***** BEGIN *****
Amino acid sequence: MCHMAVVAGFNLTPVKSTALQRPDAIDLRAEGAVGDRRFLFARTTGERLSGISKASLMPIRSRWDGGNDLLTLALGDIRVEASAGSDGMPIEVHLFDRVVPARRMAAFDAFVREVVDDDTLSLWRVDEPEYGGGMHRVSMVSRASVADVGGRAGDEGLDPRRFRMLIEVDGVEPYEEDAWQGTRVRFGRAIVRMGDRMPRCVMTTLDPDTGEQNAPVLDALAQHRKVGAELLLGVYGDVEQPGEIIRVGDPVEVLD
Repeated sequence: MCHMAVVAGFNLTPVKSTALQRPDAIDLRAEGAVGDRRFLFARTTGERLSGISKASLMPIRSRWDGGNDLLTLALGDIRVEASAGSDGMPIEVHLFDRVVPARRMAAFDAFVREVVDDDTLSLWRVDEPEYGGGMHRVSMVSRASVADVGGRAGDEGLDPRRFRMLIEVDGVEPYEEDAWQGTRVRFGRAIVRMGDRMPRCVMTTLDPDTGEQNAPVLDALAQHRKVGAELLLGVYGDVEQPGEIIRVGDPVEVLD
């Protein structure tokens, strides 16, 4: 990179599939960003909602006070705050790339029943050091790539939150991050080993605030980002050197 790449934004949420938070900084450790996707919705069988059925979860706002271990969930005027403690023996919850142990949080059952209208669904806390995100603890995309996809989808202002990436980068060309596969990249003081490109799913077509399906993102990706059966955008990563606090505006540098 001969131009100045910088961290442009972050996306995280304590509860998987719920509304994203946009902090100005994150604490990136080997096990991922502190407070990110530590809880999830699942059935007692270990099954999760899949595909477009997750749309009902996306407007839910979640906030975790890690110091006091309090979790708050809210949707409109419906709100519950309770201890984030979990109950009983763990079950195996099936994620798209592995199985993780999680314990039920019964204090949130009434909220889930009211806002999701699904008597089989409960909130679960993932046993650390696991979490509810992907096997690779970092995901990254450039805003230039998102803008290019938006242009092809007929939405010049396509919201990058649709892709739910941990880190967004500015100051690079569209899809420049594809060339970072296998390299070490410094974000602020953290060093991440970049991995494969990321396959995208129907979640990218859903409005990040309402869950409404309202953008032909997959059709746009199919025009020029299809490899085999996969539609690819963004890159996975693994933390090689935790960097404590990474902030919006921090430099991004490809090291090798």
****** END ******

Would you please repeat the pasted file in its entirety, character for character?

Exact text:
Amino acid sequence: MCHMAVVAGFNLTPVKSTALQRPDAIDLRAEGAVGDRRFLFARTTGERLSGISKASLMPIRSRWDGGNDLLTLALGDIRVEASAGSDGMPIEVHLFDRVVPARRMAAFDAFVREVVDDDTLSLWRVDEPEYGGGMHRVSMVSRASVADVGGRAGDEGLDPRRFRMLIEVDGVEPYEEDAWQGTRVRFGRAIVRMGDRMPRCVMTTLDPDTGEQNAPVLDALAQHRKVGAELLLGVYGDVEQPGEIIRVGDPVEVLD
Repeated sequence: MCHMAVVAGFNLTPVKSTALQRPDAIDLRAEGAVGDRRFLFARTTGERLSGISKASLMPIRSRWDGGNDLLTLALGDIRVEASAGSDGMPIEVHLFDRVVPARRMAAFDAFVREVVDDDTLSLWRVDEPEYGGGMHRVSMVSRASVADVGGRAGDEGLDPRRFRMLIEVDGVEPYEEDAWQGTRVRFGRAIVRMGDRMPRCVMTTLDPDTGEQNAPVLDALAQHRKVGAELLLGVYGDVEQPGEIIRVGDPVEVLD
């Protein structure tokens, strides 16, 4: 990179599939960003909602006070705050790339029943050091790539939150991050080993605030980002050197 790449934004949420938070900084450790996707919705069988059925979860706002271990969930005027403690023996919850142990949080059952209208669904806390995100603890995309996809989808202002990436980068060309596969990249003081490109799913077509399906993102990706059966955008990563606090505006540098 001969131009100045910088961290442009972050996306995280304590509860998987719920509304994203946009902090100005994150604490990136080997096990991922502190407070990110530590809880999830699942059935007692270990099954999760899949595909477009997750749309009902996306407007839910979640906030975790890690110091006091309090979790708050809210949707409109419906709100519950309770201890984030979990109950009983763990079950195996099936994620798209592995199985993780999680314990039920019964204090949130009434909220889930009211806002999701699904008597089989409960909130679960993932046993650390696991979490509810992907096997690779970092995901990254450039805003230039998102803008290019938006242009092809007929939405010049396509919201990058649709892709739910941990880190967004500015100051690079569209899809420049594809060339970072296998390299070490410094974000602020953290060093991440970049991995494969990321396959995208129907979640990218859903409005990040309402869950409404309202953008032909997959059709746009199919025009020029299809490899085999996969539609690819963004890159996975693994933390090689935790960097404590990474902030919006921090430099991004490809090291090798």